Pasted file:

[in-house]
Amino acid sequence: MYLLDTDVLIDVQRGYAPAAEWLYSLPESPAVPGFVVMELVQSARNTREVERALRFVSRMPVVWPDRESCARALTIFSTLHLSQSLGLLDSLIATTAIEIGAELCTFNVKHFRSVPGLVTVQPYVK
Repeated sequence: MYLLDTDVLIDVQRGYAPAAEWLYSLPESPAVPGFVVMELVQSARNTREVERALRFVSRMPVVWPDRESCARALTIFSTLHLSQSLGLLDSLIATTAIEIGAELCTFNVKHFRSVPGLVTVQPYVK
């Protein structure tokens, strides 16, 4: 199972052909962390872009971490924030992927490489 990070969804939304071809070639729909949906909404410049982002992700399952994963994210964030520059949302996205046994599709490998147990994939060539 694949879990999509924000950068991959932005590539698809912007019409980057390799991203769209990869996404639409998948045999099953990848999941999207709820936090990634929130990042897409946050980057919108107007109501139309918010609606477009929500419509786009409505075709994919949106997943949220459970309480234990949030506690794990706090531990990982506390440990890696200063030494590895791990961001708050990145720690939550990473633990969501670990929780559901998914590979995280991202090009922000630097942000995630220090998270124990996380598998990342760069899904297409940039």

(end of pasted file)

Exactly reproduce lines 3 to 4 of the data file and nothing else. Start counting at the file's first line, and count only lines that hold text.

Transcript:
Repeated sequence: MYLLDTDVLIDVQRGYAPAAEWLYSLPESPAVPGFVVMELVQSARNTREVERALRFVSRMPVVWPDRESCARALTIFSTLHLSQSLGLLDSLIATTAIEIGAELCTFNVKHFRSVPGLVTVQPYVK
């Protein structure tokens, strides 16, 4: 199972052909962390872009971490924030992927490489 990070969804939304071809070639729909949906909404410049982002992700399952994963994210964030520059949302996205046994599709490998147990994939060539 694949879990999509924000950068991959932005590539698809912007019409980057390799991203769209990869996404639409998948045999099953990848999941999207709820936090990634929130990042897409946050980057919108107007109501139309918010609606477009929500419509786009409505075709994919949106997943949220459970309480234990949030506690794990706090531990990982506390440990890696200063030494590895791990961001708050990145720690939550990473633990969501670990929780559901998914590979995280991202090009922000630097942000995630220090998270124990996380598998990342760069899904297409940039």